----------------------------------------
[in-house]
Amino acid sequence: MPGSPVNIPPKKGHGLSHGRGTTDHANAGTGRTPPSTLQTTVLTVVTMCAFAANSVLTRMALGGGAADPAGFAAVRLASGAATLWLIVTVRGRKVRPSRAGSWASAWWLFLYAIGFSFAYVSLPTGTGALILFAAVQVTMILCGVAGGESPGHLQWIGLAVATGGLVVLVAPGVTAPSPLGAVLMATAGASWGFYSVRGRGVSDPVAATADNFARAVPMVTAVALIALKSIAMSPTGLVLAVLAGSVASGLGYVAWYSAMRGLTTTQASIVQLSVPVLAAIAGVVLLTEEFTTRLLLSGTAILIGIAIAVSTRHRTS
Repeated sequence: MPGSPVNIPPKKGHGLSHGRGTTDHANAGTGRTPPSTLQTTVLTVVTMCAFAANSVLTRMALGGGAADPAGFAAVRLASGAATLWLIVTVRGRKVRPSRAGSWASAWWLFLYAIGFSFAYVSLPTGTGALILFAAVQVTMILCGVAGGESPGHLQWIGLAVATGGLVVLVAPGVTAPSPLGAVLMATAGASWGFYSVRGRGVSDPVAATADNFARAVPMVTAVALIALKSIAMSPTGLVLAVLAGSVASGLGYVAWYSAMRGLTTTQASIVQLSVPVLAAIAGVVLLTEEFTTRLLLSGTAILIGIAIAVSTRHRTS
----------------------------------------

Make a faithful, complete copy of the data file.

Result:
[in-house]
Amino acid sequence: MPGSPVNIPPKKGHGLSHGRGTTDHANAGTGRTPPSTLQTTVLTVVTMCAFAANSVLTRMALGGGAADPAGFAAVRLASGAATLWLIVTVRGRKVRPSRAGSWASAWWLFLYAIGFSFAYVSLPTGTGALILFAAVQVTMILCGVAGGESPGHLQWIGLAVATGGLVVLVAPGVTAPSPLGAVLMATAGASWGFYSVRGRGVSDPVAATADNFARAVPMVTAVALIALKSIAMSPTGLVLAVLAGSVASGLGYVAWYSAMRGLTTTQASIVQLSVPVLAAIAGVVLLTEEFTTRLLLSGTAILIGIAIAVSTRHRTS
Repeated sequence: MPGSPVNIPPKKGHGLSHGRGTTDHANAGTGRTPPSTLQTTVLTVVTMCAFAANSVLTRMALGGGAADPAGFAAVRLASGAATLWLIVTVRGRKVRPSRAGSWASAWWLFLYAIGFSFAYVSLPTGTGALILFAAVQVTMILCGVAGGESPGHLQWIGLAVATGGLVVLVAPGVTAPSPLGAVLMATAGASWGFYSVRGRGVSDPVAATADNFARAVPMVTAVALIALKSIAMSPTGLVLAVLAGSVASGLGYVAWYSAMRGLTTTQASIVQLSVPVLAAIAGVVLLTEEFTTRLLLSGTAILIGIAIAVSTRHRTS